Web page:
• Thank you for the answer and (+1) of course, but this derive one more question on it: ... change dynamically ... If I'm ok with dynamic changes, do Python provides safe iteration over it (just compare with java behavior - raise exception from iterator on changing container)
    – Dewfy
    Jul 17, 2013 at 12:19
  • 2
    @Dewfy, not really. The view objects themselves are safe, but as soon as you create iterators from them and use these iterators in loops, adding or removing entries from the source dictionary may lead to errors or "miss" entries. The documentation says iterating views while adding or deleting entries in the dictionary may raise a RuntimeError or fail to iterate over all entries. Jul 17, 2013 at 12:33
  • 1
    This should be the accepted answer, since it actually answers the question. Jul 31, 2018 at 19:55

Python 3 returns a Dictionary View Object rather than a list which Python 2 would return and some operators that you would expect may not be true - also a View Object will change if the underlying dictionary changes, (possibly in the code that you are iterating through which could cause some unwelcome surprises).


In Python 3, dict.items(), dict.keys(), and dict.values() are iterators. Therefore if you are expecting a list, you might get some errors when doing operations that work on lists, but not necessarily on iterators, such as len(dict.items()) (will generate a TypeError).


The dict_items returned by calling dict.items() in Python 3 does indeed have a __len__() and will not generate a TypeError. The dict_items object is not a list, however, and does not have list methods, such as append(), index(), etc...

Also, as the other (I would say much better) answers by Hamidi and Barnes state, dict_items is a view object that will dynamically change when the dict is altered.

  • 3
    Nitpick: It is not technically correct that dict.items() etc. are iterators in Python 3: they are iterable, meaning that they can be converted into iterators. Reference: docs.python.org/2/glossary.html Jul 17, 2013 at 9:22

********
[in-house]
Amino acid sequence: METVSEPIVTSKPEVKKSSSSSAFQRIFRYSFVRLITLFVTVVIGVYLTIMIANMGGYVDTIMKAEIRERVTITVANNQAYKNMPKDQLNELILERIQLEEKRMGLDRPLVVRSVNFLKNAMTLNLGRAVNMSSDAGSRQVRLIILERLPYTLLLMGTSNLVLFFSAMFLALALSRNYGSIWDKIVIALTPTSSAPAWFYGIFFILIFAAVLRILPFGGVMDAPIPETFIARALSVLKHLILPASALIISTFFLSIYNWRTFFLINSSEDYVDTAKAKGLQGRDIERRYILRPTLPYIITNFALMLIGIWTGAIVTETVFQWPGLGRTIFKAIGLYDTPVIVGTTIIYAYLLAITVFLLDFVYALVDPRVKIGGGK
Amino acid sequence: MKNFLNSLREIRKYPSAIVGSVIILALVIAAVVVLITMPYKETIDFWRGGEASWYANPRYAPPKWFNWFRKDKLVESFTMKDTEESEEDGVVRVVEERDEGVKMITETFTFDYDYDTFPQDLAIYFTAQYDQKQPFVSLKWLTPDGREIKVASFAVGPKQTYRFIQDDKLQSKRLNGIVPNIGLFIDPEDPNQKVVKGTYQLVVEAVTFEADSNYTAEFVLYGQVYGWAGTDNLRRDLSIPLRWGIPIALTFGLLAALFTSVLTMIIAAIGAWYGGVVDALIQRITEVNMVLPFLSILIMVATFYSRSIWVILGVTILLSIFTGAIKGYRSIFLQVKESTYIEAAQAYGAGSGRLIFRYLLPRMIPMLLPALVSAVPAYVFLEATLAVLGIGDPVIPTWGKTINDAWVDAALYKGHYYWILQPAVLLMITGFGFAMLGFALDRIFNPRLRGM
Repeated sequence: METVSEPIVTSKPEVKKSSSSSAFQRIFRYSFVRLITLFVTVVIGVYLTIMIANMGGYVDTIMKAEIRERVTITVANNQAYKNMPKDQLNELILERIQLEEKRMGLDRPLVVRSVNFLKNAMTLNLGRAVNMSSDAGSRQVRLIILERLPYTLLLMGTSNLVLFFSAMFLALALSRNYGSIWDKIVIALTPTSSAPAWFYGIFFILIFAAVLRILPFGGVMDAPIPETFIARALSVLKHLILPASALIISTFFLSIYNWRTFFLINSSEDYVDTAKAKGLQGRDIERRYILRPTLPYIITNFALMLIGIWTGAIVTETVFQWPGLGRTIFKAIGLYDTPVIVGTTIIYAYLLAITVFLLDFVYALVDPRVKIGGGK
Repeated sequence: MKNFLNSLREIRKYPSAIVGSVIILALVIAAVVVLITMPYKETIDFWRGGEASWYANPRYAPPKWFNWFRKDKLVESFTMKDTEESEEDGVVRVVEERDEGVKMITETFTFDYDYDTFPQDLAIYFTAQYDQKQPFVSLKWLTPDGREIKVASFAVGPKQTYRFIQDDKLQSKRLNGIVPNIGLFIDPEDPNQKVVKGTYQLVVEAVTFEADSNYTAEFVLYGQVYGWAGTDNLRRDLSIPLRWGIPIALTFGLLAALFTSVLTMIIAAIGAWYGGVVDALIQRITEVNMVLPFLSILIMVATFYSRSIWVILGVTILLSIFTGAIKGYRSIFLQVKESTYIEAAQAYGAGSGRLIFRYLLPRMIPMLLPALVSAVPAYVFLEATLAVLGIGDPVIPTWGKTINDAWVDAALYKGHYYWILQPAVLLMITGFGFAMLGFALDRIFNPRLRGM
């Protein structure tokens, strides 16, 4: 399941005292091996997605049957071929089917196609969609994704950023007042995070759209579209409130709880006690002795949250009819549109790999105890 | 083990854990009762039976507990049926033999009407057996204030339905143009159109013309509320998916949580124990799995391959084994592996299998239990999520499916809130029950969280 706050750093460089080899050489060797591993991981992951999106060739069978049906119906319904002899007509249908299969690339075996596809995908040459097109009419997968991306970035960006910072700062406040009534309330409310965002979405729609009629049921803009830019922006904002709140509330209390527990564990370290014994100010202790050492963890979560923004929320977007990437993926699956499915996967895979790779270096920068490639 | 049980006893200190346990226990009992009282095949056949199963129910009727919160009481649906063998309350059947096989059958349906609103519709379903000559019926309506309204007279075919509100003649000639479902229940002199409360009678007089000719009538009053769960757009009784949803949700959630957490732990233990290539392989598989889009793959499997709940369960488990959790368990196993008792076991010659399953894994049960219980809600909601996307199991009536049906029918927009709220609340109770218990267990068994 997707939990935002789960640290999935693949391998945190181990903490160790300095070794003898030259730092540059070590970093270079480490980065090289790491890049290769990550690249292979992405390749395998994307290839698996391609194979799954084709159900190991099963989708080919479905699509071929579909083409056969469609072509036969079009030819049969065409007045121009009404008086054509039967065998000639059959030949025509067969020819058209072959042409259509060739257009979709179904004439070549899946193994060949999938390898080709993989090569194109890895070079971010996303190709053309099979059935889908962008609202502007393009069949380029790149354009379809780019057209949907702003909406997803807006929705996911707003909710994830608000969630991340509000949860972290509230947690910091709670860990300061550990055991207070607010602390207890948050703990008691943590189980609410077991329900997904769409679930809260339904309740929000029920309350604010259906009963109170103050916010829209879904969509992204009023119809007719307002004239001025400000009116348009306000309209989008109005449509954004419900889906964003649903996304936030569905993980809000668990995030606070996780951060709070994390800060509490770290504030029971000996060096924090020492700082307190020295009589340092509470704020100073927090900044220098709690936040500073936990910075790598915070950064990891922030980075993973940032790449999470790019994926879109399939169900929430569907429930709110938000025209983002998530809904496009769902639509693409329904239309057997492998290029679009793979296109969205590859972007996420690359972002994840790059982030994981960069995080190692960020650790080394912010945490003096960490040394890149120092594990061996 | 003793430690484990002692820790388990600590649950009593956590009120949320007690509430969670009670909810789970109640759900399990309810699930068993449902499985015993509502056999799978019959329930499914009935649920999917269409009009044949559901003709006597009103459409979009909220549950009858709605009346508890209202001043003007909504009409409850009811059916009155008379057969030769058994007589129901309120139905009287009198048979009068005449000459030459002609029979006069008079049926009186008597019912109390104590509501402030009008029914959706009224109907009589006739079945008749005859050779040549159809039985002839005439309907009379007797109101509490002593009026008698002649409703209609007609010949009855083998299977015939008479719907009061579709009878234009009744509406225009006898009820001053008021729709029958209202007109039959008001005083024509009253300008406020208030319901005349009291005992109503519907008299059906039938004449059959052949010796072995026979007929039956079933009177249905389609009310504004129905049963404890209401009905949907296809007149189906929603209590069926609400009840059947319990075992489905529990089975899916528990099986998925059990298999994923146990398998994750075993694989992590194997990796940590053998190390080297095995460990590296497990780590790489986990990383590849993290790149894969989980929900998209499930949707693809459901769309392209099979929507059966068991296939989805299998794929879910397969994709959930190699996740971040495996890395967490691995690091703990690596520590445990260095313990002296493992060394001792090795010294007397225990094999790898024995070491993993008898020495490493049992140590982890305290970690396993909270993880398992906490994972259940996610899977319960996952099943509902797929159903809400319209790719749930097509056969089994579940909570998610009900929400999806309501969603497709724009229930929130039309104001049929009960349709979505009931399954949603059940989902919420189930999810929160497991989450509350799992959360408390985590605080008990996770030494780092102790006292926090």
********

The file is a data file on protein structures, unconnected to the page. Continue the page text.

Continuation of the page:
• 1
    Major Nitpick - len(dict.items()) should be len(dictview) which is specifically given as an example in the documentation, docs.python.org/3/library/stdtypes.html#dict.items, while this answer incorrectly states that it will NOT work and will generate a type error. Jul 17, 2013 at 15:09
  • 1
    @SteveBarnes: You're absolutely right. I should have checked the docs before attempting to answer. Jul 17, 2013 at 18:20
  • I'm surprised that my answer, which was just plain wrong, actually received upvotes. Jul 17, 2013 at 18:23
  • Very Gracious @JoelCornett Jul 17, 2013 at 18:29

When converting a project to python 3 using 2to3, you can disable this by excluding the dict fixer for more concise output:

$ 2to3 -x dict *

Watch out for iteritems(), iterkeys() https://docs.python.org/2/library/2to3.html#2to3fixer-dict and fix by hand.

  • 5
    Question is not about "how to close an eye", it was about the root cause
    – Dewfy
    Feb 4, 2015 at 14:10
  • True, I just shared this because in retrospect I wish I knew it earlier.
    – fmalina
    Feb 4, 2015 at 15:55

Your Answer

By clicking “Post Your Answer”, you agree to our terms of service, privacy policy and cookie policy

Not the answer you're looking for? Browse other questions tagged or ask your own question.